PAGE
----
"That was a tough one," Hernandez said in a quiet Mariners clubhouse. "We battled, but that was tough. That's all I can say."
Rodney, who tied the club record with his 45th save of the season a night earlier, walked the bases loaded with one out in the 10th -- including one intentional pass after the leadoff runner was sacrificed to second -- then struck out Brandon Moss before forcing in the go-ahead run on four straight balls to Jed Lowrie.
"It was tough to find the strike zone," Rodney said. "I was a little bit jumpy on the mound. I don't know why. Maybe it was emotional. I tried my best. It didn't happen. I'll be ready for tomorrow."
The A's had gone 9-22 since Aug. 10, losing their AL West lead and putting their own playoff hopes in jeopardy, but found life Saturday in the robust atmosphere at Safeco.
"It was electric," said A's closer Sean Doolittle, who slammed the door in the 10th for his 21st save. "It was playoff-style atmosphere. Their fans were great. It was really loud all night long, and I think that's part of the reason it's such a big win for us, coming on the road, in such a big atmosphere, with Felix on the mound. It's a huge, huge team win for us."
With AL Central co-leaders Detroit and Kansas City both winning, the Mariners needed a win to secure a grip on one of the Wild Card spots. Instead, the A's held on to the first Wild Card spot at 82-66, a half-game ahead of the Royals (81-66), with Seattle now a game back of Kansas City at 80-67.
The Mariners and A's meet in the final game of the weekend series Sunday before Seattle embarks on an 11-game road trip.
With 15 games to go, the Mariners are fighting for their first postseason appearance since 2001, and Saturday's game had all the drama expected of a playoff push.
The challenge now is to put this one quickly away and move on.
"Every one here is a grown man," said Robinson Cano, one of the few playoff-tested players on the Mariners. "You can't put your head down by one game. We've been in this situation during the season and the beginning of the season. I know now it means more than ever, but I know we've got a great team and we didn't come this far by mistake. We're here because we have the talent and have a great team. We just have to stay together and be ready for tomorrow."
Cano tied the game at 2 with a seventh-inning solo blast to right field, his 14th homer of the season and biggest hit since signing with the Mariners, as it answered Oakland's go-ahead run in the top of the seventh on the first pitch Sonny Gray delivered after being handed the lead.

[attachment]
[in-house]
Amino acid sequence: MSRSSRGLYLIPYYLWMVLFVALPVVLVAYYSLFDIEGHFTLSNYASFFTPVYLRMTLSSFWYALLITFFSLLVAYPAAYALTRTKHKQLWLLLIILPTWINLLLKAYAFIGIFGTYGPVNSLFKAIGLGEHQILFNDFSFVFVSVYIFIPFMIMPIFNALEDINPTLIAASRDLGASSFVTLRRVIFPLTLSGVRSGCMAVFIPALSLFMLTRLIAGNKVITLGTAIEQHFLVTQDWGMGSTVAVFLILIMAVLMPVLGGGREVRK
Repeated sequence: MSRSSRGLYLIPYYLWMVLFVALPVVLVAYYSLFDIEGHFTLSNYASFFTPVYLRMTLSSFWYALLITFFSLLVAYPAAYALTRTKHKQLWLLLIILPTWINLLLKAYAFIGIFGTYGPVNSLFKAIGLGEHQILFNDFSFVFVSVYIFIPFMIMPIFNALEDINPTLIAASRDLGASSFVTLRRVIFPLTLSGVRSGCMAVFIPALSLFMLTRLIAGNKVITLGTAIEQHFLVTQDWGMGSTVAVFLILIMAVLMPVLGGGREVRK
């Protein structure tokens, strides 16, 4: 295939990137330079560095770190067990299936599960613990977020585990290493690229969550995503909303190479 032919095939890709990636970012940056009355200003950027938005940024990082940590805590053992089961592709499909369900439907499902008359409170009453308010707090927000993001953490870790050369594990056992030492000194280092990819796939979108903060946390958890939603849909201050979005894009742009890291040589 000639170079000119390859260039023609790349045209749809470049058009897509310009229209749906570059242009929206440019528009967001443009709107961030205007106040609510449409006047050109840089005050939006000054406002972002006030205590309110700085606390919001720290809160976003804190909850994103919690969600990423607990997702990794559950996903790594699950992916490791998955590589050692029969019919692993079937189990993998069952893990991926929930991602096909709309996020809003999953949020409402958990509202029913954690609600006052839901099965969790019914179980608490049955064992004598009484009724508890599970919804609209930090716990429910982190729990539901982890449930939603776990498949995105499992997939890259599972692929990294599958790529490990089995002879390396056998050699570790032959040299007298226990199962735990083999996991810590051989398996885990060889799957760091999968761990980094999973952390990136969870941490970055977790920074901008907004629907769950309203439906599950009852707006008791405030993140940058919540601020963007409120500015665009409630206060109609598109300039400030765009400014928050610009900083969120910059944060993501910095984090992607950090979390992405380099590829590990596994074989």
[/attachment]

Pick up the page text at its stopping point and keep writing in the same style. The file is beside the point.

"It was big because we tied the game," Cano said, "but we lost, so that doesn't mean anything right now."
Pitching in front of a sellout crowd of 43,913 on a "Night Court" at Safeco Field -- with black King's Court T-shirts handed out to the first 35,000 fans -- Hernandez threw seven innings of two-run ball before turning the game over to the bullpen.
"When I came out to warm up, it was really good. The crowd was spectacular," Hernandez said. "The emotions were the same, I just have to go out there and do what I can do to win a game. It's just too bad we lost."
Hernandez has dominated the A's all season, going 4-0 with a 2.22 ERA in six starts, but wound up with a no-decision after allowing seven hits with no walks and eight strikeouts before being pulled after 95 pitches. He remains 14-5 on the season, with a 2.14 ERA that ranks second in the AL behind the 1.99 of the White Sox's Chris Sale.
The A's came out aggressively against Hernandez, with Coco Crisp singling on the first pitch of the game before the next three batters were retired on just four more pitches. Hernandez breezed into the sixth with a shutout until third baseman Josh Donaldson laced a 1-0 pitch over the left-field fence to tie the game at 1.
Oakland then scored the go-ahead run in the seventh when Josh Reddick doubled, moved to third on a wild pitch and scored when Eric Sogard lined a single just over the glove of leaping shortstop Chris Taylor.
"I felt pretty good," Hernandez said. "They had a different approach today. They came out swinging and I just had to make good pitches. It was a good game."
Right fielder James Jones tripled off the center-field wall leading off the third, and later scored on a single by fellow rookie Taylor to give the Mariners an early 1-0 lead. But that turned out to be the only lead of the night for Seattle in a taut game that ultimately turned on Lowrie's four-pitch walk.
"He's got such a good changeup and such good velocity on his fastball, I'm not going up looking for a walk," Lowrie said. "I'm going up looking for a good pitch to hit, and I never got it."
That sent the Mariners' second-largest crowd of the season home on an unhappy note, but manager Lloyd McClendon said their efforts were heard.
"I thought the fans were great," McClendon said. "Listen, this is a grind. We have 15 games left now and this schedule is grueling, the travel is grueling, the whole nine yards. And I thought our fans were great tonight, and they really uplifted the players. We just couldn't get the big hit to put us over the top."